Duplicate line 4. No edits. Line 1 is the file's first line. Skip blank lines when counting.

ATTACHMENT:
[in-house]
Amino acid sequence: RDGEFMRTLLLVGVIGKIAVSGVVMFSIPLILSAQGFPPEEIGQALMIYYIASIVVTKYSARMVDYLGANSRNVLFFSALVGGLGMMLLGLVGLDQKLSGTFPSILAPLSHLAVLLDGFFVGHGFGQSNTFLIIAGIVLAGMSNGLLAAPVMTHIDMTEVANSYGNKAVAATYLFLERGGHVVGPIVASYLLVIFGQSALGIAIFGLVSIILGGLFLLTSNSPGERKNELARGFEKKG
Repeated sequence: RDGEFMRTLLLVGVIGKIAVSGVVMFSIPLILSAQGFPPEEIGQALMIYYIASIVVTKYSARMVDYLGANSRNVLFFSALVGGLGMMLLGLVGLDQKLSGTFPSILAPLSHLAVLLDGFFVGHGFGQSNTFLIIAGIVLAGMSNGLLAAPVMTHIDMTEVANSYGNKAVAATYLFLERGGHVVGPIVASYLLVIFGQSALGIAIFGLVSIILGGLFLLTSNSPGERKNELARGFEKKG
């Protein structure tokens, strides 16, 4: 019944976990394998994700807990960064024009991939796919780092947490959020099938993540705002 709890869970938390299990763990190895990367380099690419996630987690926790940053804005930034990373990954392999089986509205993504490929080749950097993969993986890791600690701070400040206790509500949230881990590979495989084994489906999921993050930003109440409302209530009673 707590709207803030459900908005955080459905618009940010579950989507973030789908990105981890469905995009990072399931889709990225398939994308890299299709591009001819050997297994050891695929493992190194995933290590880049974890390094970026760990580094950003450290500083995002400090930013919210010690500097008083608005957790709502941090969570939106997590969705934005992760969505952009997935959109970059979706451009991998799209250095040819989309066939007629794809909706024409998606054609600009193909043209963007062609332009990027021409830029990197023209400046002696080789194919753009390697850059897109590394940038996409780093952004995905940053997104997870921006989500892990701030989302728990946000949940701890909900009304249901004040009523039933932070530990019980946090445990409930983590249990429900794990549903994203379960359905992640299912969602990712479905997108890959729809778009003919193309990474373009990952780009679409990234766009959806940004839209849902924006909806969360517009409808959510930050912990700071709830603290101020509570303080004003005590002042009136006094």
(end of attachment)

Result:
């Protein structure tokens, strides 16, 4: 019944976990394998994700807990960064024009991939796919780092947490959020099938993540705002 709890869970938390299990763990190895990367380099690419996630987690926790940053804005930034990373990954392999089986509205993504490929080749950097993969993986890791600690701070400040206790509500949230881990590979495989084994489906999921993050930003109440409302209530009673 707590709207803030459900908005955080459905618009940010579950989507973030789908990105981890469905995009990072399931889709990225398939994308890299299709591009001819050997297994050891695929493992190194995933290590880049974890390094970026760990580094950003450290500083995002400090930013919210010690500097008083608005957790709502941090969570939106997590969705934005992760969505952009997935959109970059979706451009991998799209250095040819989309066939007629794809909706024409998606054609600009193909043209963007062609332009990027021409830029990197023209400046002696080789194919753009390697850059897109590394940038996409780093952004995905940053997104997870921006989500892990701030989302728990946000949940701890909900009304249901004040009523039933932070530990019980946090445990409930983590249990429900794990549903994203379960359905992640299912969602990712479905997108890959729809778009003919193309990474373009990952780009679409990234766009959806940004839209849902924006909806969360517009409808959510930050912990700071709830603290101020509570303080004003005590002042009136006094």